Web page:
Short stories and I are taking a break from each other right now—it’s not you, stories, it’s me—but most of the ones I’ve written have been written just for anthologies or collections. Which means that I’m writing to a specific set of guidelines. This is a valuable skill for all fiction writers to have because 1) it’s a cool way to try something new, and 2) it gives you more markets for your work.

But how do you fit your style into a set of guidelines? Unless your style is entirely illegible, it’s not that hard. Here it is: the Bare Knuckle Guide to Writing For Anthologies.

1. Read the guidelines. Then read them again. Make sure you know what it is you’re supposed to write. I’ve seen guidelines that ranged from the crazy broad to the hella specific and everything in between. If you’re going to write for something, then make damn sure it fits the guidelines. They’re there for a reason.

2. Check your pipeline. Got something half finished that could work? Or something that you completed that fits the guidelines? How about an idea that you had a while ago and hadn’t gotten around to writing yet? You might surprise yourself with what you have already available. A few tweaks might be necessary, but, hell, you’re a writer, aren’t you?

3. Research. Is the anthology/magazine/collection/whatever based on a time period? Do some reading about history. Particular sub-genre? Google it and check out what comes up. Spend some time trawling Tumblrs and Pinterest* boards with the keywords. Get images, styles, philosophies, geographies. Anything you think might help.
A note for those who worry this might taint their final project with unoriginality: bucko, you can’t work in a bubble. Well, you probably can, but it’s not advisable. Have faith in your own awesomeness and do the goddamn research. It’ll stop you from making silly mistakes.**

4. Let it percolate. With the theme in mind, let your hind brain work on things. Brainstorm a few things, and then settle in to think. This is less about driving toward an idea than it is about filling your brain up with crap and then seeing what it comes up with while you’re doing the dishes.

5. Listy McListPants. Make a list of ideas. You might have to roll a few around before you find something that sings. Don’t throw the others away, though. They might fit something else down the road. Writers: we’re like idea hoarders.

5. Write. Now you actually have to write the story. With your hands. Like an animal.

6. Check the guidelines again. Does your story still sound like what they’re looking for? Stuff changes in the writing sometimes; it’s like trying to pin down a Hydra. Double check what you’ve done with what they want and see if they still cross over. If not, you have two choices: change the story to fit, or keep it as is and write a new one. Use your own judgement. And remember that if you feel changing it would alter the story in ways you don’t like, that’s cool. Just don’t submit it to that anthology. You’ll waste everyone’s time and come off like an entitled douchebag who can’t be bothered to read the guidelines. Don’t worry, a home for that story will come along sooner or later.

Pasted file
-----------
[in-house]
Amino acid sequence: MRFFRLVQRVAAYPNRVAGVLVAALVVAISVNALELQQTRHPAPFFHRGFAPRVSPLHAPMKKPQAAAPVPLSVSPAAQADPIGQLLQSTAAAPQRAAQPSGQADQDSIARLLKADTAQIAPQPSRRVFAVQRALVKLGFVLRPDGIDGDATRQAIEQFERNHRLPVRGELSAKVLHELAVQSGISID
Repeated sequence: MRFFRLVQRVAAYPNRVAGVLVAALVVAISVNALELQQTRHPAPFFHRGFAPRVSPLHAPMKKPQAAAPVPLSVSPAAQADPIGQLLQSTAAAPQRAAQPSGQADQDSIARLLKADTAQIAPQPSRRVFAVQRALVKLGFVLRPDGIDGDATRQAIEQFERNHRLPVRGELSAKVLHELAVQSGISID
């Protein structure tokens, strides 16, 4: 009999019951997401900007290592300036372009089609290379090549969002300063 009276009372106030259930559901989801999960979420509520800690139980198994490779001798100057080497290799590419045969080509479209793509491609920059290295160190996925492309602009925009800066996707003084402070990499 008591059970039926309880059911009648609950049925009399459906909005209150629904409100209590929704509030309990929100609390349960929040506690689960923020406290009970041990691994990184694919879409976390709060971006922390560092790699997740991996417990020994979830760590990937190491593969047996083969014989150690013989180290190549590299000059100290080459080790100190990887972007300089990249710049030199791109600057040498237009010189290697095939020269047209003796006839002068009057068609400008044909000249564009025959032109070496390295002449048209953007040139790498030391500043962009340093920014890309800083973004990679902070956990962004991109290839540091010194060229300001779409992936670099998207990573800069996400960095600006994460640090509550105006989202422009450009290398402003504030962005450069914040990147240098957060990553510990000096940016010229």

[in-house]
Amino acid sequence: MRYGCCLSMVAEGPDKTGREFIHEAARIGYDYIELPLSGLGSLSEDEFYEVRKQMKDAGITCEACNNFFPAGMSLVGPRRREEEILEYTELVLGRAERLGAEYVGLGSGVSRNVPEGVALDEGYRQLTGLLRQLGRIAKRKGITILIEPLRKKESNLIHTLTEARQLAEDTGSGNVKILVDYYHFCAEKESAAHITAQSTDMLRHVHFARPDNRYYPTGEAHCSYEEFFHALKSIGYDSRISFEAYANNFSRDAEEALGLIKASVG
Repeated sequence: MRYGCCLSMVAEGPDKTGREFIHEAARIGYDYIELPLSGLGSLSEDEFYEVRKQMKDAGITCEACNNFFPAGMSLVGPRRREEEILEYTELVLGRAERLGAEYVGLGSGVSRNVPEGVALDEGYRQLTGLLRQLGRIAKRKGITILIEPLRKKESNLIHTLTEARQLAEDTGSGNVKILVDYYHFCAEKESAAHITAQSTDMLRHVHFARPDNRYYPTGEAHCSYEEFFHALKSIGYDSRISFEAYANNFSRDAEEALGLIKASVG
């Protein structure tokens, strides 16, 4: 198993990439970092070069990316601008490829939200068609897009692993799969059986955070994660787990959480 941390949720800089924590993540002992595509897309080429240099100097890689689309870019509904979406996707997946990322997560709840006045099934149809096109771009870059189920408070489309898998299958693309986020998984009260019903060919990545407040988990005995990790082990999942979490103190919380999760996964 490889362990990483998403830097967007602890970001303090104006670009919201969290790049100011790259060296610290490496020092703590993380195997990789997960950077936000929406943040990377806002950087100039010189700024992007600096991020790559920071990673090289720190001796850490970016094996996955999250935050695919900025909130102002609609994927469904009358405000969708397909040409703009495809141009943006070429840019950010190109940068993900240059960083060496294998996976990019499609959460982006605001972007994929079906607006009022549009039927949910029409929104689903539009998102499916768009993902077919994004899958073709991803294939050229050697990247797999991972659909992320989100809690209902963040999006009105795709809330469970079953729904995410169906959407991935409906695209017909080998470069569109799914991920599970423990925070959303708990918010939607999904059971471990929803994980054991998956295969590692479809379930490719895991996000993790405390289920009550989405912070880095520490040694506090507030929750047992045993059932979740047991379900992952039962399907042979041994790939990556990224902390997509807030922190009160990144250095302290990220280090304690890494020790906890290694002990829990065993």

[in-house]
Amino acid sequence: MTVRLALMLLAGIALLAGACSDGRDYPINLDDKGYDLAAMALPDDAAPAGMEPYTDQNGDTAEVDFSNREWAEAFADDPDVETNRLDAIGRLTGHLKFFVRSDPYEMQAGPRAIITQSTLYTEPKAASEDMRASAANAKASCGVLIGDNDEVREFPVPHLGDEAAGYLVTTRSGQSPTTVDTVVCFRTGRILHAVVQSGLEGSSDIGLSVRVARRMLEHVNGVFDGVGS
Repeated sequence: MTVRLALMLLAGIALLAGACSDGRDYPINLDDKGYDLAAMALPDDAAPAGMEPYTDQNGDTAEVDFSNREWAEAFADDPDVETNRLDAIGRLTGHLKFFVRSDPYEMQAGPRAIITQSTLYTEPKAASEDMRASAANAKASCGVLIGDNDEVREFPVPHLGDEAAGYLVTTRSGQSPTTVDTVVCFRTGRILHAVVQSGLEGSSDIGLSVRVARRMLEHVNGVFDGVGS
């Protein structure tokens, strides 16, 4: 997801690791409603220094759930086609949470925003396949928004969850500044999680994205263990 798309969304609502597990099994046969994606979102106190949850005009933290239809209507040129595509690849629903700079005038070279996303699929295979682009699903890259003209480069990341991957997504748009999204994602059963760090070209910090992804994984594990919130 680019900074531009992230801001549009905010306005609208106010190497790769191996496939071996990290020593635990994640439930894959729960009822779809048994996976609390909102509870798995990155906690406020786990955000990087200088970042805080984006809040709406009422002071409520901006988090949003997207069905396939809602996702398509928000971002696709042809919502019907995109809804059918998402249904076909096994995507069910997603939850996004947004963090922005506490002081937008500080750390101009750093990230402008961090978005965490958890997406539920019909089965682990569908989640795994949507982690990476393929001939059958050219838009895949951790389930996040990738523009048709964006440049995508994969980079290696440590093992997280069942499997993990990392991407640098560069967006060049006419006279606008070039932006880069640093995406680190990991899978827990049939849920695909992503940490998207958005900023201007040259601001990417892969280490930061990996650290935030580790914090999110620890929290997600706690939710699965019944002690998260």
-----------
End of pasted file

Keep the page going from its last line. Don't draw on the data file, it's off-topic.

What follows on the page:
7. Submit: Again after reading the guidelines. Write the cover letter (if one’s needed) and send that bugger packing. Move on to the next one while you anxiously wait for a reply. Rinse. Repeat.

*Fuck me, but Pinterest is obsessed with steampunk.

**While giving you all the freedom to make bigger, better mistakes, of course.

Under The Porch: Character Creation

Another benefit to the process not being magic is that I don’t have to dress like this. I mean, seriously, is she going into battle like that?

I’ve just realized one of my characters is a lot smarter than I thought.

He wasn’t much at the beginning. Frankly, I created him because the main character was too isolated. I decided that she needed a sidekick. And that’s all this guy was, especially in the early notes before I thought of a name for him: the Sidekick. An aid to the main character in times of distress. Somebody that she can count on, and also someone she can worry about.

But now, as I cross that 20,000 word threshold, I’m starting to think he’s been going behind my back. Reading books. Learning stuff. Making himself more useful. In a couple of scenes, he might turn out to be indispensable*. Maybe he worries that, if he’s not, I’ll murder him George R.R. Martin -style. I still might. But now I’ll feel like I’m killing a real person, not a cardboard stand-in.

We like to say, as writers, that our characters do their own things. They develop on their own. Which is at least half bullshit. Unless you have multiple personalities or a colonizing alien intelligence living in your brain, it’s just you up there, and all you’re hearing are the echoes of your own thoughts coming back from some unimaginable distance.

But, like a lot of things writers lie about, there’s a seed of truth in it. We probably don’t think about the characters. I sure as hell didn’t devote much brain time to the Sidekick. At least not consciously. But the under-brain, the part of my mental equipment that’s absorbed thousands of stories**, knew that he had to be something. So it pushed him out of the darkness under the porch inside my head, and he appeared into the light of conscious thought as if by magic. Then he hung around until I noticed him and stuck him where he needed to be in the story and, just like that, I had my Sidekick. Whose name is Vik, by the way. I didn’t think of that, either. It came with him.

But it wasn’t magic. It was just me.